I first became involved in The International Reading Association as a beginning teacher in Abbotsford. Level of involvement fluctuated throughout the years, but my role, as a literacy teacher and learner remained constant and the International Reading Association has always been the “go to” place for practical application of educational research. The International Reading (now Literacy) Association Leadership Convention in Tampa, Florida brought together literacy leaders from North America and beyond to share our work with our provincial /state and local literacy councils. I attended in my capacity as the Provincial Coordinator interested in supporting research based literacy teaching.  The connections made with colleagues of like mind has provided a bank or ideas and support to continue with my work in literacy learning and leadership.

PHI DELTA KAPPA – UBC CHAPTER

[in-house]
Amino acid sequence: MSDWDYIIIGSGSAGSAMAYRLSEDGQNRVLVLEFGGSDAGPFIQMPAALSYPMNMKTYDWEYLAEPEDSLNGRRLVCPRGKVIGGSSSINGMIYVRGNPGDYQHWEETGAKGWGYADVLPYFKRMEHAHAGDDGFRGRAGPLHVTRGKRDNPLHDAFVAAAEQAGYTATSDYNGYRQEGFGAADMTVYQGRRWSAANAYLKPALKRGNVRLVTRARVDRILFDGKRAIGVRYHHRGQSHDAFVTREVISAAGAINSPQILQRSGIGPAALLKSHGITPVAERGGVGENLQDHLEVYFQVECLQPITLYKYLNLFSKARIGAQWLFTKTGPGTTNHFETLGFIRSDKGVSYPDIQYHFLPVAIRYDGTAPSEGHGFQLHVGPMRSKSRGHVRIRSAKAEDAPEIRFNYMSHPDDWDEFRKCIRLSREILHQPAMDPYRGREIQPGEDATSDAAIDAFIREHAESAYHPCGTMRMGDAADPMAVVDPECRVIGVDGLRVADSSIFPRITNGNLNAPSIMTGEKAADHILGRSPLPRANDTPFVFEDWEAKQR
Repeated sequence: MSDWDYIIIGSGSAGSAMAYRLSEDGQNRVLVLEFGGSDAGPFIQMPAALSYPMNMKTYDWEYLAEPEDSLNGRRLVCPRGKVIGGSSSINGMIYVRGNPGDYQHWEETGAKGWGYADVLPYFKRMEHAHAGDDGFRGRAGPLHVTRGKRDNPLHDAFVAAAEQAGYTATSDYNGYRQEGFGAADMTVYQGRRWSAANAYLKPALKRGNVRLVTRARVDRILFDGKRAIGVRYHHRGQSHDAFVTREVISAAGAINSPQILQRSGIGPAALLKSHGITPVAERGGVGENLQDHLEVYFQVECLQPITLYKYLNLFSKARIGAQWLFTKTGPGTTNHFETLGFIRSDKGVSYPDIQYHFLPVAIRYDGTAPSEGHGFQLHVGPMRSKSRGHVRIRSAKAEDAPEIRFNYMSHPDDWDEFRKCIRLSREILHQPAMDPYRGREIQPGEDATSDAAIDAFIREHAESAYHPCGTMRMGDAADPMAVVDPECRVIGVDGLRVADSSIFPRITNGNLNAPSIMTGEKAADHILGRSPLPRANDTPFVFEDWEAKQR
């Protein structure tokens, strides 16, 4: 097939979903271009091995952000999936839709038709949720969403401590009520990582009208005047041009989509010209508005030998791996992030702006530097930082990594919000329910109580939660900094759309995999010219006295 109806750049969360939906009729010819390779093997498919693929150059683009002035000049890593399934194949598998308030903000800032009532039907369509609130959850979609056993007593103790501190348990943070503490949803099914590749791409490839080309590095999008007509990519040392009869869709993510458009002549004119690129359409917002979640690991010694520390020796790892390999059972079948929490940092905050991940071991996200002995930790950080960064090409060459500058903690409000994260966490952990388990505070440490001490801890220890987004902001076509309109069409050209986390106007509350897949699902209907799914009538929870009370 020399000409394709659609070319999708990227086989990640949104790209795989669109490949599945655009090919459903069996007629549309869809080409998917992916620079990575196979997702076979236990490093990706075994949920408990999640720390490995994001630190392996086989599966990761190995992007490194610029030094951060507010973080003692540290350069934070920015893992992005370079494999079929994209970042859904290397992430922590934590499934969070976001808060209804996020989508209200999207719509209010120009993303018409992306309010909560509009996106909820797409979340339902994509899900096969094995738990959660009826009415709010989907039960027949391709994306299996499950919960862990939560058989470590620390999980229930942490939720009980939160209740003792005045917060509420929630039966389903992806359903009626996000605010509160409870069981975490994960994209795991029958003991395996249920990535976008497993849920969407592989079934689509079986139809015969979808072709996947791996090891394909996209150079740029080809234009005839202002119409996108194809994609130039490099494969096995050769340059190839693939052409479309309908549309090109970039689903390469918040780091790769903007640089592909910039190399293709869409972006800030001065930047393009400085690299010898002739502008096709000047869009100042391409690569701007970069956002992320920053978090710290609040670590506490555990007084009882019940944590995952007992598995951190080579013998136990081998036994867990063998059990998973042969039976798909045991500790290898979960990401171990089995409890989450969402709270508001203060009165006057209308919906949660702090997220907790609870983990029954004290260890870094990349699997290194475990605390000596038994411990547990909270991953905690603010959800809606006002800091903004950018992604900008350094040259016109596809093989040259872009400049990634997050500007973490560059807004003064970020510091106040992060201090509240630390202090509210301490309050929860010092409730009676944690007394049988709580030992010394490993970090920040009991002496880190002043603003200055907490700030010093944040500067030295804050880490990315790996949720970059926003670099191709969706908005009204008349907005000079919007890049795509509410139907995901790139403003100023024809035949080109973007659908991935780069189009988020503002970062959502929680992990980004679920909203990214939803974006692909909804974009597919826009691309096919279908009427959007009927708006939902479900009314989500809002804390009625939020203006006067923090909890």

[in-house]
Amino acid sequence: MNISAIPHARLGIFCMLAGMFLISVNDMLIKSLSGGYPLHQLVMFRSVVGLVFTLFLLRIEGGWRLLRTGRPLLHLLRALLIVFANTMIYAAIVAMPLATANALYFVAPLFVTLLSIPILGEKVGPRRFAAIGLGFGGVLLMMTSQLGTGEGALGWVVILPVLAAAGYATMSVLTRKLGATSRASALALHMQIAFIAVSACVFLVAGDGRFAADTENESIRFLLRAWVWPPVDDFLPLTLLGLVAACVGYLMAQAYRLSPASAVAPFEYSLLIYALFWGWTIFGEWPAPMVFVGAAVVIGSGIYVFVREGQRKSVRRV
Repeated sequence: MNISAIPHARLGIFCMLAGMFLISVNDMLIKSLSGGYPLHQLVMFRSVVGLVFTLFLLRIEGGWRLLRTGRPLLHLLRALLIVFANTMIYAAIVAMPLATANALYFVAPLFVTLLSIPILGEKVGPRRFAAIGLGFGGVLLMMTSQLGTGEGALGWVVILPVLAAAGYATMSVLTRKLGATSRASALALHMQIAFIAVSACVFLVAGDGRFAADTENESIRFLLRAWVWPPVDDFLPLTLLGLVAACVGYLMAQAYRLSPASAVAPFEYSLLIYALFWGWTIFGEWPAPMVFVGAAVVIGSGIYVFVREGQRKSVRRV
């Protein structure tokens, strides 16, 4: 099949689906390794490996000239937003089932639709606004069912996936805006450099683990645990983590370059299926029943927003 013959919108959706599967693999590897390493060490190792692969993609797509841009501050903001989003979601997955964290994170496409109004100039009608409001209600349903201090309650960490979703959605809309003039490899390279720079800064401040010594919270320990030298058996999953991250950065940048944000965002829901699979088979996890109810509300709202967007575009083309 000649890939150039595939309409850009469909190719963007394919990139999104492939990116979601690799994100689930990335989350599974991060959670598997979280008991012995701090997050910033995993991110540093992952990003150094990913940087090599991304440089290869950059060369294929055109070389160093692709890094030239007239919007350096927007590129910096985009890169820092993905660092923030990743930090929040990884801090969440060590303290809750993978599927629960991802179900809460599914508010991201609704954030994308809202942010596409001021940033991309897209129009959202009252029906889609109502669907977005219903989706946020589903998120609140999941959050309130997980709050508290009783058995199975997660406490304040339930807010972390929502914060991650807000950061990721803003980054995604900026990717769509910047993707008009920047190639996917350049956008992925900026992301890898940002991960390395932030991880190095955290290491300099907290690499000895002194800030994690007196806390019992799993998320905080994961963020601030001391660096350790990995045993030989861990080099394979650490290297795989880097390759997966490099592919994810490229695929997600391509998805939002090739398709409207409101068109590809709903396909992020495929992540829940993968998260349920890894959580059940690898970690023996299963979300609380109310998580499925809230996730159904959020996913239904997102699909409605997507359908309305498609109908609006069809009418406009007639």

My involvement in PDK has come out of a love of the cross-pollination that comes from engaging in conversation about educational leadership with people engaged in a variety of education contexts, from a range of school boards and educational institutions. PDK is a professional organization that is founded on the premise of research, generally organizing 3-4 dinner meetings and featuring a speaker or panel to discuss an area of interest to our members. In April (2015), George Couros and Jordan Tinney presented a session: Report Cards and Communicating Student Learning: Leadership & Learning in a Changing World. The room was filled to capacity within the week and the waiting list started to grow. Tinney and Couros engaged participants in a discussion of the possibilities for innovation that exist in the educational context in B.C. to engage and empower students as well as teachers, utilize social media and create digital portfolios to document student learning.   They created electricity in the room. Ideas were also processed via twitter (#PDKedchat )during the presentation and allowed people outside the room to participate as well.